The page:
The recent publication of the volume On Ibsen and Strindberg: The Reversed Telescope (Newcastle upon Tyne: Cambridge Scholars, 2019) is the occasion for a conversation with Franco Perrelli, the most authoritative Italian scholar of Scandinavian theatre. He is a full professor of theatre history at the University of Turin and has a long career as a translator and dramaturg. Moreover, he has held lectures, seminars, and lessons in Paris, Copenhagen, Stockholm, Oslo, Reykjavik, Strasbourg, Mexico City, and Shanghai. In 2014 he received the prestigious Strindberg Prize.
In his work on the two great modern Scandinavian dramatists, Henrik Ibsen and August Strindberg, he used an intercultural approach: the Nordic context and the historical line are the starting points for a reflection which combines many other elements–anthropology, performing arts, Classical studies, Italian history–to discover a new boundary of interpretation. He has demonstrated their vitality in contemporary theatre with analyses of the creative impulse of the Living Theatre, the unrealized ideas of Jerzy Grotowski, and the work of Odin Teatret with the actresses Else Marie Laukvik and Roberta Carreri. He also considers the stagings by Ingmar Bergman, Massimo Castri, Carlo Quartucci, Luca Ronconi and Gabriele Lavia, which mark their importance in the new millennium. Our conversation took place in Turin, in February 2019.
M. P. Pagani: In your opinion, which plays by Ibsen and Strindberg are still “alive” for the theatre in the new millennium? Is bourgeois drama still appreciated by audiences?
F. Perrelli: Ibsen, until proven otherwise, is the most represented author on the world stage after Shakespeare; and Strindberg, after more than a century, is perceived as an extreme vanguard–even by actors and directors. (Not surprisingly, A Dream and The Ghost Sonata fascinated Artaud.) These are authors who–beyond the skill or technical quality of the dramatic construction and their immediate public (not only the bourgeoisie, but also the nineteenth-century proletariat)–have been able to distill highly poetic figures and atmospheres, which are strong and pregnant over time, beyond the contingencies. From this perspective, you can consider A Doll’s House or John Gabriel Borkman by Ibsen, or The Father and The Pelican by Strindberg.
M. P. Pagani: In your opinion, which characters of Ibsen and Strindberg are closer to the spirit of the new millennium? Are there protagonists who are also able to live in our contemporaneity?
F. Perrelli: The characters of the Ibsenian and Strindbergian dramaturgy are immersed in a social and even metaphysical problematic cosmos which has nothing to do with the certainties and the dogmas of tradition (the last scenes of A Doll’s House are a treatise on nihilism). These characters have identity problems, and Strindberg himself defines the notion of “character without character,” consisting of a sort of unstable film frames. Beckett–it’s proven–looked at Strindberg a lot.
M. P. Pagani: Which stagings of Ibsen and Strindberg survive in your memory?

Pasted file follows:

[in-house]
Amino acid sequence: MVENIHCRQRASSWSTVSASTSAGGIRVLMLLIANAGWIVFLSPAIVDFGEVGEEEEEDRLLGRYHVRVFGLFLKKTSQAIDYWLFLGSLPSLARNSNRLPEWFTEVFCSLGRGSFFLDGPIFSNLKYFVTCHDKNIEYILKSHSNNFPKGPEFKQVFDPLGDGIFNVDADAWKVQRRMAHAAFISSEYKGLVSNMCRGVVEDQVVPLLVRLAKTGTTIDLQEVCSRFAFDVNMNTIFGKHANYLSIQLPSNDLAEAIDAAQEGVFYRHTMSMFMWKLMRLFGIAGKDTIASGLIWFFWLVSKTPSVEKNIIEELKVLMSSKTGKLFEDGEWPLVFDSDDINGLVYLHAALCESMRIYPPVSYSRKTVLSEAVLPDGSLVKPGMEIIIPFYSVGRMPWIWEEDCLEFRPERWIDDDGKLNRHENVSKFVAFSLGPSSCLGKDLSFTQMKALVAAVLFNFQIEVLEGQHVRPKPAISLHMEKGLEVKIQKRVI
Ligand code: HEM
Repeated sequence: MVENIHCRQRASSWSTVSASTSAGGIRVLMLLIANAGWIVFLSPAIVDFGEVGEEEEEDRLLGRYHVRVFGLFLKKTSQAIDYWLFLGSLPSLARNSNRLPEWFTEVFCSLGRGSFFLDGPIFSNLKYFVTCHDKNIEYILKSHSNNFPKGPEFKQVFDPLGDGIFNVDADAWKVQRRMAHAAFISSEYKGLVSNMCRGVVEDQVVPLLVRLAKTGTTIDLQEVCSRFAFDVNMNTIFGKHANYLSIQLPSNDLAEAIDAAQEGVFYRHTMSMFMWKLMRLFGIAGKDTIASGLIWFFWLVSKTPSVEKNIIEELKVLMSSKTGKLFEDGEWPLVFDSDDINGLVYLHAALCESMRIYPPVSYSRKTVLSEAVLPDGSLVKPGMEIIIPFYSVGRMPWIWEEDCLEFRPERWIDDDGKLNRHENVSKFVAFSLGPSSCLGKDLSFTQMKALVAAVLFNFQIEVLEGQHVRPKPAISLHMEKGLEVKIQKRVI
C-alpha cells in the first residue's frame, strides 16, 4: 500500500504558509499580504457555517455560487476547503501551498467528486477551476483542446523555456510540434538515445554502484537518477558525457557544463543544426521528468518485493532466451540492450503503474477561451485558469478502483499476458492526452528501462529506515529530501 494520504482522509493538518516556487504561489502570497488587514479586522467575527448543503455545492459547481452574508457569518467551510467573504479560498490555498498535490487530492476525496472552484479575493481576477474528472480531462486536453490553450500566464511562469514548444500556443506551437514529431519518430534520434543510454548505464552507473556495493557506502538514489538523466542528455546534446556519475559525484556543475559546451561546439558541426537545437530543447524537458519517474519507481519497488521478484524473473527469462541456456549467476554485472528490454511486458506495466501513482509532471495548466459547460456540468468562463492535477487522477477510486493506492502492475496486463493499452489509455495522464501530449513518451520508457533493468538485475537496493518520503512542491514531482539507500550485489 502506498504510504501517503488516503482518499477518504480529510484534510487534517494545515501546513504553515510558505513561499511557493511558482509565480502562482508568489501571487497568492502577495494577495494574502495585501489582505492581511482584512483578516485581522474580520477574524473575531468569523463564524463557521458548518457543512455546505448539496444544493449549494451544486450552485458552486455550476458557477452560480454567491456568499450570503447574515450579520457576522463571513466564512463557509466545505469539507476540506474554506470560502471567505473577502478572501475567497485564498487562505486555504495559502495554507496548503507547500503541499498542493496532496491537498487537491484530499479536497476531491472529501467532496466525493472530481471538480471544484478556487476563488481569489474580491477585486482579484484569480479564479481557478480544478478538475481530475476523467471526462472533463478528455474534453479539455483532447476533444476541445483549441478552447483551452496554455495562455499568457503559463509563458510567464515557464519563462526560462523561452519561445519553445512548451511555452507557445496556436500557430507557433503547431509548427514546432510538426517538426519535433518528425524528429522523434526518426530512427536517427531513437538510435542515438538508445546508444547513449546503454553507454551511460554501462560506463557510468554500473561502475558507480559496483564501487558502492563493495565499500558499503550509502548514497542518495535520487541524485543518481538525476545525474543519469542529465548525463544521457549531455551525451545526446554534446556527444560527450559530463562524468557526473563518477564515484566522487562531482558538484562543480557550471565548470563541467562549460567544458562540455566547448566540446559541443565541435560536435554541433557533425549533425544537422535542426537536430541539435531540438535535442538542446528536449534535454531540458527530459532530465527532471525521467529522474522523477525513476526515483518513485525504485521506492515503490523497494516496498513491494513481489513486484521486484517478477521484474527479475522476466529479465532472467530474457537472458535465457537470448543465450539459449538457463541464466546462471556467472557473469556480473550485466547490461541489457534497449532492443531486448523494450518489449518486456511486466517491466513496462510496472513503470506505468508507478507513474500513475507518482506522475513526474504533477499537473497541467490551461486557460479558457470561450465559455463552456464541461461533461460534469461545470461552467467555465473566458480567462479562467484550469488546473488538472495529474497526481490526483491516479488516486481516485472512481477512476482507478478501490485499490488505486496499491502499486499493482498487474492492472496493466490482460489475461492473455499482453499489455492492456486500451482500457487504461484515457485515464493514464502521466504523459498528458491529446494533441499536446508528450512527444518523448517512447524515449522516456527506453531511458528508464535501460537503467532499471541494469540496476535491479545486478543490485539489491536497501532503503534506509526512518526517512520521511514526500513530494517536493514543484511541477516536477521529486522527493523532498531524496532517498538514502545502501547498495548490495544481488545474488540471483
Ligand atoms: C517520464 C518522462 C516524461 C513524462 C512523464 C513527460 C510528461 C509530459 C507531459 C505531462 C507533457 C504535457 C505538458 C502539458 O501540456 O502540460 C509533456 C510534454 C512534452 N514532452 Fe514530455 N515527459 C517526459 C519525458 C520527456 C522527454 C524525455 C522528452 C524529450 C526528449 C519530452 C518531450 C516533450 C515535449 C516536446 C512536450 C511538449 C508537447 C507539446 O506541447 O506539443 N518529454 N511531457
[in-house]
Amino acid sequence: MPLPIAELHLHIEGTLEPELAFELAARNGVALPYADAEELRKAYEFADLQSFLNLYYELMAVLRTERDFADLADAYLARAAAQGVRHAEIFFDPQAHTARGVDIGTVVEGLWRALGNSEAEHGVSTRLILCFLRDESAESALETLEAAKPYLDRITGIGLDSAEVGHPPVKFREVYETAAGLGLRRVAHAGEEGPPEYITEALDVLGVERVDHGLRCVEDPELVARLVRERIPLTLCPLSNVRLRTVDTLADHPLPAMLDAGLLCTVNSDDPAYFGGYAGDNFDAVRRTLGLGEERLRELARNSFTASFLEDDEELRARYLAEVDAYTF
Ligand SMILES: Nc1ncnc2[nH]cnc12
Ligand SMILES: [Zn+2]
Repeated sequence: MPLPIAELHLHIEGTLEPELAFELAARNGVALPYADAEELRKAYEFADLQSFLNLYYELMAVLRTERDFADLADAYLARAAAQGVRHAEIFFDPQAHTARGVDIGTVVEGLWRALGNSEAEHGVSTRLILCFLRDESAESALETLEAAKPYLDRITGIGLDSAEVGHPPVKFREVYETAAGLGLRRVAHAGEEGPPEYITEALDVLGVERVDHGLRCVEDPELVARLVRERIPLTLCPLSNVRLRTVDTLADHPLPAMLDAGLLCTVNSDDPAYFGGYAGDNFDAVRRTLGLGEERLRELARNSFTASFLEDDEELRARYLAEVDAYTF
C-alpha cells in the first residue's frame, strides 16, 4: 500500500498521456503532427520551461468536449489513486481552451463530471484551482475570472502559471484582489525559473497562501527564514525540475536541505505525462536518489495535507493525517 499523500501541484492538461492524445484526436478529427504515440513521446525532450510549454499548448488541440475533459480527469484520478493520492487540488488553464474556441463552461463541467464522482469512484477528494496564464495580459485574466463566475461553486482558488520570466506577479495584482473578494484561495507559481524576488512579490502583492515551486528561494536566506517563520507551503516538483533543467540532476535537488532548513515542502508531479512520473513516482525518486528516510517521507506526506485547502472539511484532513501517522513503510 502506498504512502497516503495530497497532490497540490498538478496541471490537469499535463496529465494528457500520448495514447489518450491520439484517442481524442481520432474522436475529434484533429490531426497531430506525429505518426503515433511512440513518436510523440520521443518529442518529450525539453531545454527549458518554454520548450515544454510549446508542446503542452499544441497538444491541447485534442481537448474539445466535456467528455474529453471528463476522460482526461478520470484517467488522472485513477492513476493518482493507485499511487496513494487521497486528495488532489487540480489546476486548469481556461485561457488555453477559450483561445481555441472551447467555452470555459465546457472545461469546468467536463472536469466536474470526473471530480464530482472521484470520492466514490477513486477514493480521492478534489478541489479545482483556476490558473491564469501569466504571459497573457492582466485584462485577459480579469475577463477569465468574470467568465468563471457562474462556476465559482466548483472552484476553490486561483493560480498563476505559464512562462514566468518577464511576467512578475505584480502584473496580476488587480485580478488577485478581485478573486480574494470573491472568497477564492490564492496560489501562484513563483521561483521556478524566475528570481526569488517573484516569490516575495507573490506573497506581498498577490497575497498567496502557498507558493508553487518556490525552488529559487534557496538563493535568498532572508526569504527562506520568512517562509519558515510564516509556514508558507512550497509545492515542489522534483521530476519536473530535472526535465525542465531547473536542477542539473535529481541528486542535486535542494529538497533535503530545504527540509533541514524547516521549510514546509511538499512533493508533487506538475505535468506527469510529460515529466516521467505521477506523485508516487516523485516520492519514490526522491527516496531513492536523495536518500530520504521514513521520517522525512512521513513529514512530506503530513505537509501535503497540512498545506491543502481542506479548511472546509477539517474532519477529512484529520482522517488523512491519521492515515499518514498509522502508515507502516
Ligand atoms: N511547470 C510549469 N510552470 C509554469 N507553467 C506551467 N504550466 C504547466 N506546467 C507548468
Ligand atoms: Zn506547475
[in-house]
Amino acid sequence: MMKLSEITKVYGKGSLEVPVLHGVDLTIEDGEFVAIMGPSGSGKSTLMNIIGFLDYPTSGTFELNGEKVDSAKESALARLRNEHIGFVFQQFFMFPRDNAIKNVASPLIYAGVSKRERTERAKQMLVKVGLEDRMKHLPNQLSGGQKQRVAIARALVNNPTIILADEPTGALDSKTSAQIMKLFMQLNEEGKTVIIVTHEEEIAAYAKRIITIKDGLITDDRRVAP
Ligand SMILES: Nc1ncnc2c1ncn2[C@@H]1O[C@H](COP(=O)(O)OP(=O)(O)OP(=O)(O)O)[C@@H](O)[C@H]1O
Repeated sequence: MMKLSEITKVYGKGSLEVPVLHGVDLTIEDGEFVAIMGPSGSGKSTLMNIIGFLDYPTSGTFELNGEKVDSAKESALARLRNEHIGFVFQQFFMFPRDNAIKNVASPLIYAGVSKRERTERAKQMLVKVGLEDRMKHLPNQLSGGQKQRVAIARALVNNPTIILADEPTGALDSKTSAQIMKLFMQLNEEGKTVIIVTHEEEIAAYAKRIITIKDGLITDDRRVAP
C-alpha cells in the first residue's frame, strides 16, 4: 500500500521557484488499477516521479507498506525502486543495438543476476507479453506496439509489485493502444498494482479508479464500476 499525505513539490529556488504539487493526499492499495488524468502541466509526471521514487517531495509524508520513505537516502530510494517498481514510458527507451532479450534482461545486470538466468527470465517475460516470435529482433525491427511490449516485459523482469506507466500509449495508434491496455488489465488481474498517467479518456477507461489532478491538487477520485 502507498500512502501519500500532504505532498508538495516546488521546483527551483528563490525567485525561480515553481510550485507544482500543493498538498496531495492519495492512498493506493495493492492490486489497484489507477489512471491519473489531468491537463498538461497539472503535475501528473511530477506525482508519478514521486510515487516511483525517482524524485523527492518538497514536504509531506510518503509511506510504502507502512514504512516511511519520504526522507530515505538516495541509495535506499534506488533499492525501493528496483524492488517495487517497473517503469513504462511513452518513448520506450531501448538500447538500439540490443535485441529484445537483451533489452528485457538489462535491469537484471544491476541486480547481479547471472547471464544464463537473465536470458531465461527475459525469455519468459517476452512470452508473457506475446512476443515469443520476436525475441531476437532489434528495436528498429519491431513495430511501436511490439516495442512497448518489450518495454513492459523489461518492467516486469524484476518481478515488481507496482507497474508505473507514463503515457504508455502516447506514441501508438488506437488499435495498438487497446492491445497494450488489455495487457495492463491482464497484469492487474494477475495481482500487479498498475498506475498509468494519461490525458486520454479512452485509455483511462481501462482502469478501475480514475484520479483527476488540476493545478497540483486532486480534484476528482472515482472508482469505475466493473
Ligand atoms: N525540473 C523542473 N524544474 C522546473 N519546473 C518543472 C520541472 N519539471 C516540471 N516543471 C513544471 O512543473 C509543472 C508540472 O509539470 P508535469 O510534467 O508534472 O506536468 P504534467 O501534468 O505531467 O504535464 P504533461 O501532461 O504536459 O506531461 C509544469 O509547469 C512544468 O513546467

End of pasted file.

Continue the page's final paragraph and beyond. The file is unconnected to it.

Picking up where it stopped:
F. Perrelli: I’ve been going to the theatre since I was fourteen, and, for my work, I have returned almost weekly (in Italy and abroad) in the half-century since; as a result, in my life, I have seen a considerable number of valuable theatrical stagings. Now I will mention only two in the twenty-first century. The first is A Doll’s House, directed by Walter Pagliaro, which considers Nora’s story in relation to the tarantism in Southern Italy. This element was very important for my studies on Ibsen. In my book, I explain how the involving rhythm of the tarantella not only has an exotic value for the play of the Norwegian author: it can also be considered a sort of ancestral and therapeutic practice from madness, helping Nora in her critical position and giving her the gift of a new energy, provoking a spiritual evolution. The other recent staging that I want to remember is Creditors, directed by Orlando Cinque: in this play, Strindberg is brought back to himself, and there is a cold intellectual passion that consumes the flesh of the characters–neither naturalism nor expressionism, but the discovery of a specific disquieting infernal dimension.
M. P. Pagani: What difficulties did you find in translating the plays by Ibsen and Strindberg for Italian theatre? Which directors and actors have used your translations on the stage?
F. Perrelli: I worked with the most important and prestigious Italian theatres, with Gabriele Lavia, and some great directors like Luca Ronconi have asked me for “advice.” Naturally, I have not disdained collaborations with more agile and younger companies. A problem invariably recurs: disassembling a certain tradition of outdated translations, but great editorial prestige, and returning philologically to the origins. It is a question not only of choosing and adhering to the texts that are closest to the authors but also, for the actors, of disassembling affectation and conventions that refer to a different language. In this dimension, Ibsen and Strindberg impose great tasks and are an excellent gym for everyone.
M. P. Pagani: Which play by Ibsen and Strindberg would you like to see in the future in Italy? What should the directors and actors bet on?
F. Perrelli: Tendentially, my predilection goes towards the last Ibsen, and to monumental and metaphysical works such as The Master Builder, The Little Eyolf, and what I consider the most impressive of all: the great winter symphony of John Gabriel Borkman. About Strindberg, I would like to pay more attention to his “chamber” repertoire: The Ghost Sonata, above all, is an absolutely prophetic drama that no one dares to touch, at least not in Italy.
This post was written by the author in their personal capacity.The opinions expressed in this article are the author’s own and do not reflect the view of The Theatre Times, their staff or collaborators.